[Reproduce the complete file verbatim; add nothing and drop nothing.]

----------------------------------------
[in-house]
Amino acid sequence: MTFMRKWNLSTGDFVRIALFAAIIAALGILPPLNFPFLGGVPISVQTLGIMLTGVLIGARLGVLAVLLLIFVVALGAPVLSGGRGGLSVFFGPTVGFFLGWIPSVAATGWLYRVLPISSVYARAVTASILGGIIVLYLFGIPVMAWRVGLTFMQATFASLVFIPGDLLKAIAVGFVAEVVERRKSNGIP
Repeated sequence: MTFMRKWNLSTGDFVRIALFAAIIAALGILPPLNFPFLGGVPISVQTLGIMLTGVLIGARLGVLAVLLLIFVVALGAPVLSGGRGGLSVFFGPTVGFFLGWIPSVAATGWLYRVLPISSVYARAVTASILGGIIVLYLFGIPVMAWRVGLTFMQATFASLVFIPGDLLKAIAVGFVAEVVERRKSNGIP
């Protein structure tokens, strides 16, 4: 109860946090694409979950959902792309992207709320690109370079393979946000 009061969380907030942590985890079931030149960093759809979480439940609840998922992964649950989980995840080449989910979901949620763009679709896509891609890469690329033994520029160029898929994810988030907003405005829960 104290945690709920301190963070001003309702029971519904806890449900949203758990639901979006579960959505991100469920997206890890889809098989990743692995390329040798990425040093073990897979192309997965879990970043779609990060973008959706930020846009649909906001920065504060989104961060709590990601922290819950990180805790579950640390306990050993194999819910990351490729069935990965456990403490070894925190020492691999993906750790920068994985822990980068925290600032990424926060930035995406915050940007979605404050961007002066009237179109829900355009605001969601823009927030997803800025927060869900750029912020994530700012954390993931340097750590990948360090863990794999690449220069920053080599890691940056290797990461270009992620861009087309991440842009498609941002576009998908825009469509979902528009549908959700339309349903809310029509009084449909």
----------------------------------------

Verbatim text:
[in-house]
Amino acid sequence: MTFMRKWNLSTGDFVRIALFAAIIAALGILPPLNFPFLGGVPISVQTLGIMLTGVLIGARLGVLAVLLLIFVVALGAPVLSGGRGGLSVFFGPTVGFFLGWIPSVAATGWLYRVLPISSVYARAVTASILGGIIVLYLFGIPVMAWRVGLTFMQATFASLVFIPGDLLKAIAVGFVAEVVERRKSNGIP
Repeated sequence: MTFMRKWNLSTGDFVRIALFAAIIAALGILPPLNFPFLGGVPISVQTLGIMLTGVLIGARLGVLAVLLLIFVVALGAPVLSGGRGGLSVFFGPTVGFFLGWIPSVAATGWLYRVLPISSVYARAVTASILGGIIVLYLFGIPVMAWRVGLTFMQATFASLVFIPGDLLKAIAVGFVAEVVERRKSNGIP
């Protein structure tokens, strides 16, 4: 109860946090694409979950959902792309992207709320690109370079393979946000 009061969380907030942590985890079931030149960093759809979480439940609840998922992964649950989980995840080449989910979901949620763009679709896509891609890469690329033994520029160029898929994810988030907003405005829960 104290945690709920301190963070001003309702029971519904806890449900949203758990639901979006579960959505991100469920997206890890889809098989990743692995390329040798990425040093073990897979192309997965879990970043779609990060973008959706930020846009649909906001920065504060989104961060709590990601922290819950990180805790579950640390306990050993194999819910990351490729069935990965456990403490070894925190020492691999993906750790920068994985822990980068925290600032990424926060930035995406915050940007979605404050961007002066009237179109829900355009605001969601823009927030997803800025927060869900750029912020994530700012954390993931340097750590990948360090863990794999690449220069920053080599890691940056290797990461270009992620861009087309991440842009498609941002576009998908825009469509979902528009549908959700339309349903809310029509009084449909």